Now, of course, logically I should have been frightened by Charlie’s story of her mother’s failed attempts to rig the Divine System, but instead I felt a supreme confidence that this was a sign, the final part of the dream’s prophecy. That is not my way—not my way to lose the money, as Charlie’s mother lost hers. I needed to perform an act of trust, make a pact with the universe, or perhaps even with God Himself.
The logical part of my mind, the part that said—you will lose all your money, you know that—I ignored. I had to place all my faith in the irrational, or as I renamed it, the trans-rational. I threw a stone into the woods and listened as it bounced, rolled, crashed through the forest.
A rustling sound followed, too heavy to have been caused by just the stone. A deer, I thought, or some other animal. Hooves on rocks. I didn’t pay it much mind, but perhaps if I’d known how important this moment was, how I would return to it again and again in the months to come, I’d have paid closer attention to what lay there in the darkness.
Back in my A-frame I opened up an online trading account with one of the supposedly reliable CFD trading platforms and transferred $1250. Bitcoin was trading at just under $2500, and with the 1:1000 leverage, I was able to purchase $125,000 worth of CFDs, that would track the rise or fall of the commodity. Yes, I owned a virtual representation of a cryptocurrency, surely the most abstract, esoteric investment a human could hold. But this did not frighten me. On the contrary it gave me confidence, as it mapped neatly onto my current state of consciousness—abstracted from the physical world, freed from old constraints.
Everything I had read about trading suggested that an amateur lost money because he lost his nerve. Making money on the markets was as much about controlling the chorus of fearful voices inside you, as it was about making intelligent analyses. I promised myself I would not check on my purchase again for forty days and forty nights—the number had obvious biblical significance, and I felt safe in it. I promised myself that I would also actively avoid all news about Bitcoin.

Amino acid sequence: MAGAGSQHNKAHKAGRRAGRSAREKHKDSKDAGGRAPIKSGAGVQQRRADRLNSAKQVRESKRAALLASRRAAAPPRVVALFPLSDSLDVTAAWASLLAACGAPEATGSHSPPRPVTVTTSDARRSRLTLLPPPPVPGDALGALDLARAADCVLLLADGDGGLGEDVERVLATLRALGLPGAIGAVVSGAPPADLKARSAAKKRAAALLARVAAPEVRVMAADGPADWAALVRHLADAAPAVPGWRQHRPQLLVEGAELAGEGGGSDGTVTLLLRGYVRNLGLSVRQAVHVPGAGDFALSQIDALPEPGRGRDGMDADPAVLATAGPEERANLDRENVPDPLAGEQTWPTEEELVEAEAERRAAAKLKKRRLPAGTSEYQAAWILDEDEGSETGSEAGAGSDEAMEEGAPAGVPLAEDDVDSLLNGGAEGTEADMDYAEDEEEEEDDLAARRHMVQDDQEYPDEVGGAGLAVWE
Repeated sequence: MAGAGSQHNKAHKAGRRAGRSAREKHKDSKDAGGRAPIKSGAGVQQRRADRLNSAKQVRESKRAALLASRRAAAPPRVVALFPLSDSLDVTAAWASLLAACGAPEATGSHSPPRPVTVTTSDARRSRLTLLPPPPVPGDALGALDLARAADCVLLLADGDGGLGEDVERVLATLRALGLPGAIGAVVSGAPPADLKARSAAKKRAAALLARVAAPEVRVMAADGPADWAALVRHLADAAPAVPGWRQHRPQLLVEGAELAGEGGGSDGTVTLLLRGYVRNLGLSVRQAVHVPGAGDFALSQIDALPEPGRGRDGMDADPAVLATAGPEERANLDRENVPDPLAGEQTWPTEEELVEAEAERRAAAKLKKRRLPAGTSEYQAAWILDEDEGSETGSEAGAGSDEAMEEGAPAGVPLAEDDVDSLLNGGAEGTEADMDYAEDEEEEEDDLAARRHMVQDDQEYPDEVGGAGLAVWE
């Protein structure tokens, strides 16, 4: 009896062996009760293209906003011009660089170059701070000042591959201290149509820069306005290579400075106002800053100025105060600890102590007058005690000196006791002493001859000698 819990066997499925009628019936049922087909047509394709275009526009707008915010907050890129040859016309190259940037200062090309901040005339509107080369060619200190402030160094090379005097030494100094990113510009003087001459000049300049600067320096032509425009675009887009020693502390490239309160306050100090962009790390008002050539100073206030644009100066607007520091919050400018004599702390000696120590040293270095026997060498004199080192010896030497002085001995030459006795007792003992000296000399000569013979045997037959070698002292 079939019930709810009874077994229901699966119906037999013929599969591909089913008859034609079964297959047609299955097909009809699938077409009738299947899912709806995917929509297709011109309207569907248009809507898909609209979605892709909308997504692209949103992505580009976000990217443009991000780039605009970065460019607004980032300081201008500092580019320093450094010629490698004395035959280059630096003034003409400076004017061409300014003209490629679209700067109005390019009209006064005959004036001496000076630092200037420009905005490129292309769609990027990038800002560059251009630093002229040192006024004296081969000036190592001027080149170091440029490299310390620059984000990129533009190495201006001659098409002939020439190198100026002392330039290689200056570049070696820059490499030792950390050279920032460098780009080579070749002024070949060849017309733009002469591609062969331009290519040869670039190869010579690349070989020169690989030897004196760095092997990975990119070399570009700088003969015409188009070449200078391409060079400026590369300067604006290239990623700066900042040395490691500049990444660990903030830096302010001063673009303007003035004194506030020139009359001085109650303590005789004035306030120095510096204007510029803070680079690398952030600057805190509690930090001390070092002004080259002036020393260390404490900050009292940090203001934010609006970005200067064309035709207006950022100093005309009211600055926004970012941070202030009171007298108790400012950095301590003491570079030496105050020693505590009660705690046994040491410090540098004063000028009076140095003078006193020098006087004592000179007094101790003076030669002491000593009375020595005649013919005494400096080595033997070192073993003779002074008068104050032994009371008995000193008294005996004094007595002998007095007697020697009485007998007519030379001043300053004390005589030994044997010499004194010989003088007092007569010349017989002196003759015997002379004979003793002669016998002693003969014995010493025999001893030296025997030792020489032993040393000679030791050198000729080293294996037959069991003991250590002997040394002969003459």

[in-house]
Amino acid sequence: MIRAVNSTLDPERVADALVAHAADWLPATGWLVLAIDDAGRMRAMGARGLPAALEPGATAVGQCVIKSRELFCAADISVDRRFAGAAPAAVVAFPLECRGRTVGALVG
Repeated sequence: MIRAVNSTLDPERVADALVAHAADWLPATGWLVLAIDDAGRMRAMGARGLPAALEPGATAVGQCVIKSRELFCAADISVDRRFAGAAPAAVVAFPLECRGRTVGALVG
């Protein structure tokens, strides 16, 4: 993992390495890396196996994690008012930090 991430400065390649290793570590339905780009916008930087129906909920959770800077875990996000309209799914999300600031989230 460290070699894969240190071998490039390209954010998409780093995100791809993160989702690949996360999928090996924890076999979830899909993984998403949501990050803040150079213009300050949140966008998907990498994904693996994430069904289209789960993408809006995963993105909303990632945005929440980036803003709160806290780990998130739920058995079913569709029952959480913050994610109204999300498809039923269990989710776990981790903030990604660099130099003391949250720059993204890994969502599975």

For the first three days this was tortuously difficult, but as the hours and days passed, I felt myself letting go of the offering (half my wealth), making peace with the fact that I’d never see it again, that it had been a sacrifice of a kind that would not be repaid immediately, and not necessarily ever with a return of cash.
“Sacrifice.” I said the word out loud. “Sacrificial. Sacrificed for… What exactly? Freedom?” I lit a cigarette and smoked on my balcony. “You want freedom. But the sacrifice. It has its own… desires and agenda.” I snuffed out the cigarette.
Charlie left, the other temporary visitors moved on, until only Jim and I remained on the farm. He’d decided to take a vacation—he did this once every few years—down to South America, and offered to pay me if I would stay alone on the farm and take care of the dogs. I accepted his offer. He left. I moved into the main house. I slept on the couch in the lounge, with the fire always going, the dogs on the floor, the shotgun on the kitchen table. Aside from feeding the chickens and dogs, and restocking the wood for the fire, there was no work for me to do. I read a book about meditation, watched a few lectures on how to do it, and immediately loved the practice. I did it for two hours each day, an hour in the morning, an hour in the evening. Every two weeks I’d go into town to stock up on supplies. I bought a few cheap journals, and wrote extensively, my thoughts rambling, unstructured, but—at least to me—intriguing. Somewhere in there was the great story I’d been born to tell. I read the Tibetan Book of the Dead, walked through the forest, ignored all news completely.
Forty days passed, and on that very morning I received an email from Jim explaining that he’d decided to extend his stay for another two months. I was welcome to leave, and he would find someone else to come take over for me, or I could stay, and he would compensate me for my time. I told him I’d stay. I’d now receive more than I had given up in the sacrifice.
In the back of one of my books, in black permanent marker, I wrote: Sacrifice is real. Not metaphorically speaking. Must investigate further.
I could not lose now, and so I decided to recommit myself to not looking. The day before Jim returned was exactly one hundred days since I’d made my sacrifice. When I’d finished my morning meditation and poured myself a cup of coffee, I sat at the old table in Jim’s kitchen and looked out on the thick trees that grew along the river. I felt the house creek and shift in the wind. I logged onto my trading account to find that my balance was sixteen million dollars.
I closed my position and cashed out.